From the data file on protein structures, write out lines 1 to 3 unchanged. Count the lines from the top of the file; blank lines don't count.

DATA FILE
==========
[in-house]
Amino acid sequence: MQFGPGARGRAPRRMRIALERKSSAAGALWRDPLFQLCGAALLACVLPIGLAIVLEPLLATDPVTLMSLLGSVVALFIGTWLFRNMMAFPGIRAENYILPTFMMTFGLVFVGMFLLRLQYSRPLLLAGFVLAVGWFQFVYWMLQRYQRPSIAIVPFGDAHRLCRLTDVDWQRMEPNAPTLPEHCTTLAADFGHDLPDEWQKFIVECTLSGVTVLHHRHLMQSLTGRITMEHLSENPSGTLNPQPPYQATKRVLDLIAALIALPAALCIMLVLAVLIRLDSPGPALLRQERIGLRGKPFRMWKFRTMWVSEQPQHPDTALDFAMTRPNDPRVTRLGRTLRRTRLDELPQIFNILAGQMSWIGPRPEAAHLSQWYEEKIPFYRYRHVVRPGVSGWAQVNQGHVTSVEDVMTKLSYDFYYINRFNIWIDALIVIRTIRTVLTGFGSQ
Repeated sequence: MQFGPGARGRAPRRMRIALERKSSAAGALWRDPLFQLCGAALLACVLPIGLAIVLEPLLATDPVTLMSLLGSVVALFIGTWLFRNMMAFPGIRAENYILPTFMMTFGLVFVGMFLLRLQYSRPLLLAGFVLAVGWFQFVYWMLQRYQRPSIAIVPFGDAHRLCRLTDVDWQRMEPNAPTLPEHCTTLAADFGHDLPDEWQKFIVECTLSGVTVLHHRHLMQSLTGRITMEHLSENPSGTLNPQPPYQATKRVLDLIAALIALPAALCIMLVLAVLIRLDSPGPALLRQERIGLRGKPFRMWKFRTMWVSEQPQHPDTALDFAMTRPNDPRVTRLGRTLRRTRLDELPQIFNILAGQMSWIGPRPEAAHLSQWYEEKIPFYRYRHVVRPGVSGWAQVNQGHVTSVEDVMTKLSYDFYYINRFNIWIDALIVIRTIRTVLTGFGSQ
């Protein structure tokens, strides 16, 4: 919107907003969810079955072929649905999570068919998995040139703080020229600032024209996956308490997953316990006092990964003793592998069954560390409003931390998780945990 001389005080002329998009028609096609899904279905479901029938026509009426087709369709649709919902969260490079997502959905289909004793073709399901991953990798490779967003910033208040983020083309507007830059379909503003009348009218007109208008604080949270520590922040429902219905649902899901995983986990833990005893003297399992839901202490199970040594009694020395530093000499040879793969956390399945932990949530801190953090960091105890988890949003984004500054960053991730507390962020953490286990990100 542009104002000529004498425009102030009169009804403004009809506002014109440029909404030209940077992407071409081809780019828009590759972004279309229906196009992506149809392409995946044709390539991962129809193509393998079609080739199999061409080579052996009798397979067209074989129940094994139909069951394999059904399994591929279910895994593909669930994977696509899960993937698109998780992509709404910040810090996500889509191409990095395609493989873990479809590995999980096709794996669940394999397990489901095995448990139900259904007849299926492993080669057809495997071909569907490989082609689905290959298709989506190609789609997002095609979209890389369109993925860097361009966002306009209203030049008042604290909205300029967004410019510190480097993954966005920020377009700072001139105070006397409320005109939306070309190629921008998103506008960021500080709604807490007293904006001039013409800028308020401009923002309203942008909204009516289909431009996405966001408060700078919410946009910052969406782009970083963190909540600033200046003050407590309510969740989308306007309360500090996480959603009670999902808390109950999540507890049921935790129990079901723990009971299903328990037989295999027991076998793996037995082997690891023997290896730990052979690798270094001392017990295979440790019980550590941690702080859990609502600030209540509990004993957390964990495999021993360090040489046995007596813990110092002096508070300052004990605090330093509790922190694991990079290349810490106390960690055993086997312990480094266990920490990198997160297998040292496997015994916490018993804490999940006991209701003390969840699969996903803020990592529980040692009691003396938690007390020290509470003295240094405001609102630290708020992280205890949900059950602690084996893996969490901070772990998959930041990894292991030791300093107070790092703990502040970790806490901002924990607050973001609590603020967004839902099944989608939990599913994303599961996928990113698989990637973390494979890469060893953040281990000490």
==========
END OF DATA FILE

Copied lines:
[in-house]
Amino acid sequence: MQFGPGARGRAPRRMRIALERKSSAAGALWRDPLFQLCGAALLACVLPIGLAIVLEPLLATDPVTLMSLLGSVVALFIGTWLFRNMMAFPGIRAENYILPTFMMTFGLVFVGMFLLRLQYSRPLLLAGFVLAVGWFQFVYWMLQRYQRPSIAIVPFGDAHRLCRLTDVDWQRMEPNAPTLPEHCTTLAADFGHDLPDEWQKFIVECTLSGVTVLHHRHLMQSLTGRITMEHLSENPSGTLNPQPPYQATKRVLDLIAALIALPAALCIMLVLAVLIRLDSPGPALLRQERIGLRGKPFRMWKFRTMWVSEQPQHPDTALDFAMTRPNDPRVTRLGRTLRRTRLDELPQIFNILAGQMSWIGPRPEAAHLSQWYEEKIPFYRYRHVVRPGVSGWAQVNQGHVTSVEDVMTKLSYDFYYINRFNIWIDALIVIRTIRTVLTGFGSQ
Repeated sequence: MQFGPGARGRAPRRMRIALERKSSAAGALWRDPLFQLCGAALLACVLPIGLAIVLEPLLATDPVTLMSLLGSVVALFIGTWLFRNMMAFPGIRAENYILPTFMMTFGLVFVGMFLLRLQYSRPLLLAGFVLAVGWFQFVYWMLQRYQRPSIAIVPFGDAHRLCRLTDVDWQRMEPNAPTLPEHCTTLAADFGHDLPDEWQKFIVECTLSGVTVLHHRHLMQSLTGRITMEHLSENPSGTLNPQPPYQATKRVLDLIAALIALPAALCIMLVLAVLIRLDSPGPALLRQERIGLRGKPFRMWKFRTMWVSEQPQHPDTALDFAMTRPNDPRVTRLGRTLRRTRLDELPQIFNILAGQMSWIGPRPEAAHLSQWYEEKIPFYRYRHVVRPGVSGWAQVNQGHVTSVEDVMTKLSYDFYYINRFNIWIDALIVIRTIRTVLTGFGSQ